If you are looking for a beginner bread baking book or maybe an advanced baker looking for the best bread baking books to improve your skills, enjoy this review guide! Whilst it’s popular to learn skills like bread baking through YouTube and baking websites, the front to back exploration of a baker’s philosophy that you get from reading a book takes your education to the next level.
Buying loads of these books will cost a lot, and if money doesn’t bug you, the time spent searching for the right baking book for you will! The ones in this list are written by bread baking masters from across the world, their thoughts and recipes are respected throughout the industry.
What I’ve tried to do is describe who each book is for. Some are easy to grab, get started, and make something. Some concentrate on the philosophy of a baking style. And then there are baking books that focus on the scientific side of bread. This will invariably frustrate a beginner baker, whilst likely the missing instrument in achieving consistency and producing new flavours for more advanced bakers.
No matter what stage you are at you will learn something new from each of these 12 books about bread! It’s been really hard choosing the order, if you’ve read them and agree, or disagree, let me know in the comments!
There are some books that you just can’t put down! For this reason, The Bread Baker’s Apprentice was read in record-breaking time! Regularly dubbed “The Bread Bible”, this bread baking book is written by legendary bread “guru”, Peter Reinhart. In this cleverly written book, he manages to captivate and drag you in with his storytelling on his search for the world’s best bread.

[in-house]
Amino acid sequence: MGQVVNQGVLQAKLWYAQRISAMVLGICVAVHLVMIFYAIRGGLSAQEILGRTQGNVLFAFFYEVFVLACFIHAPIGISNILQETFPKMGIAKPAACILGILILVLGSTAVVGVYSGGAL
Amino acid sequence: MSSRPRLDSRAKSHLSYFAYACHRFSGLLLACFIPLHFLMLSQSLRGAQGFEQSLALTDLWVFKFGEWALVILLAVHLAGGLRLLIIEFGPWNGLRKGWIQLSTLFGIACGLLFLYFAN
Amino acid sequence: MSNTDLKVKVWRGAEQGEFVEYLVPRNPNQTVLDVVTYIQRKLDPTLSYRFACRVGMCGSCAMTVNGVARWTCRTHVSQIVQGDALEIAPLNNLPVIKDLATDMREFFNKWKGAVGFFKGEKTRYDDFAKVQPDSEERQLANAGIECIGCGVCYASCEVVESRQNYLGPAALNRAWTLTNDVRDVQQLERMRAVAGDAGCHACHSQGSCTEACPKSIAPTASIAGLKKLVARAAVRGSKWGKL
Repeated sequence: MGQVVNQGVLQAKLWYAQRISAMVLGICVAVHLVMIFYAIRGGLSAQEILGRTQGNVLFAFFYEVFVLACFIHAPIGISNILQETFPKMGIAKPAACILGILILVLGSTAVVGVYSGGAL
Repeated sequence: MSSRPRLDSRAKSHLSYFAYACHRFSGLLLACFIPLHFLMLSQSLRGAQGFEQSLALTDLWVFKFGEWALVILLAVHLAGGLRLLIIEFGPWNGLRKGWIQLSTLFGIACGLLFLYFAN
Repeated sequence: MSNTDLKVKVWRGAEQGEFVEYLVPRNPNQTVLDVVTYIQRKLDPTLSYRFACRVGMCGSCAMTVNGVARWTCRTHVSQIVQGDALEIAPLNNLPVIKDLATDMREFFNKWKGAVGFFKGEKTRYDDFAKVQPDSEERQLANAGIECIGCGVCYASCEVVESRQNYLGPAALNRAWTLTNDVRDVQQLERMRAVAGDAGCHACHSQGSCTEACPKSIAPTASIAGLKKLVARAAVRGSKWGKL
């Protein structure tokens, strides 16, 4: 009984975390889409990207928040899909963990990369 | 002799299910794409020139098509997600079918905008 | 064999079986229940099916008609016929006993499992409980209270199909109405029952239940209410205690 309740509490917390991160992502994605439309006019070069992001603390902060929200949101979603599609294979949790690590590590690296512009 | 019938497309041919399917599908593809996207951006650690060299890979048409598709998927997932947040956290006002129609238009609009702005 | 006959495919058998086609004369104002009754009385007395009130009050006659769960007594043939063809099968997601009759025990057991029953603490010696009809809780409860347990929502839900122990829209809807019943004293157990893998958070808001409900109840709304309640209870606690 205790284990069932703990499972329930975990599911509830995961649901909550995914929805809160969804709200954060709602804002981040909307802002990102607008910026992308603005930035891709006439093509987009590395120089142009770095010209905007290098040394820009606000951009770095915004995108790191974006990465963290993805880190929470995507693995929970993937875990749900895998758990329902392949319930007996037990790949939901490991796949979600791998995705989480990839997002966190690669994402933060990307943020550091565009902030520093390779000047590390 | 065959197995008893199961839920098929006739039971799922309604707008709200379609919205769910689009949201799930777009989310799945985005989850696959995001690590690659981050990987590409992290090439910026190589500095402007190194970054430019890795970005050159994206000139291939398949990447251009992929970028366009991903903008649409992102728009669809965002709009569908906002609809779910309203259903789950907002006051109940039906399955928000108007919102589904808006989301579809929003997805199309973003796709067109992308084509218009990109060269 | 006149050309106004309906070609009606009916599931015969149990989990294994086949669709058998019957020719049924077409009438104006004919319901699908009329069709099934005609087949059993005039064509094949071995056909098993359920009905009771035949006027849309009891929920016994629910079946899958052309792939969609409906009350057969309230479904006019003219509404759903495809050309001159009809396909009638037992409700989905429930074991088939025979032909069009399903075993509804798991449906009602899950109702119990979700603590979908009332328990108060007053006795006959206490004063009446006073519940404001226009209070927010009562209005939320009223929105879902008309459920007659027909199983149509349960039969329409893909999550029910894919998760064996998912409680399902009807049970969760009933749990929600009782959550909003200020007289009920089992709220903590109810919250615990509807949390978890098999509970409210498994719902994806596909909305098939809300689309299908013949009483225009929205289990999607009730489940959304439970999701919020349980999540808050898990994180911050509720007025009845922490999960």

Peter goes into detail at each pinch point, without sounding too scientific. You’ve got shaping techniques (loads of them), a chapter on the differences in flour, every stage of bread making broken down, and full-size tables on hydration and mixing methods for just about every bread you can think of…. It’s not a quick read, but a hugely satisfying one! There is a huge collection of bread recipes. They are properly calculated and extremely well written, although I’ve not tried as many as I should have. The ones I have turned out great!
This baking book is for someone who wants to be totally immersed in learning how to make beautiful bread. You don’t necessarily need any previous baking experience to read it (the techniques are broken down into beautifully simple steps), but it’s not a pick-up-and-go cookbook.
Emily Bruehler’s, Bread Science, breaks down the bread-making process to a higher level than any other book. It’s not as technical as my guide on the bread fermentation process, but it’s written in a really digestible way. Any baker will make better bread and be more confident to approach new recipes after reading this book. What I really love is she shares alternate opinions (scientists don’t agree on everything) to allow you to make your own opinions.
If you have some experience in baking bread and wish to learn the science behind it then Bread Science is a fantastic read. If you have never baked bread before this book will probably alienate you (unless science is another hobby!).
This isn’t the best bread baking book, but it is the best bread baking book for a beginner. It’s a fantastic book to get started and despite it being simple, still offers many interesting recipes and styles. There is a run-through on the ingredients and equipment used in bread baking at the start before some basic techniques and several recipes follow. I must admit I’ve “borrowed” a few of these recipes before! The bacon and cheese slices would often not make it to my bakeries customers, they were too delicious to share!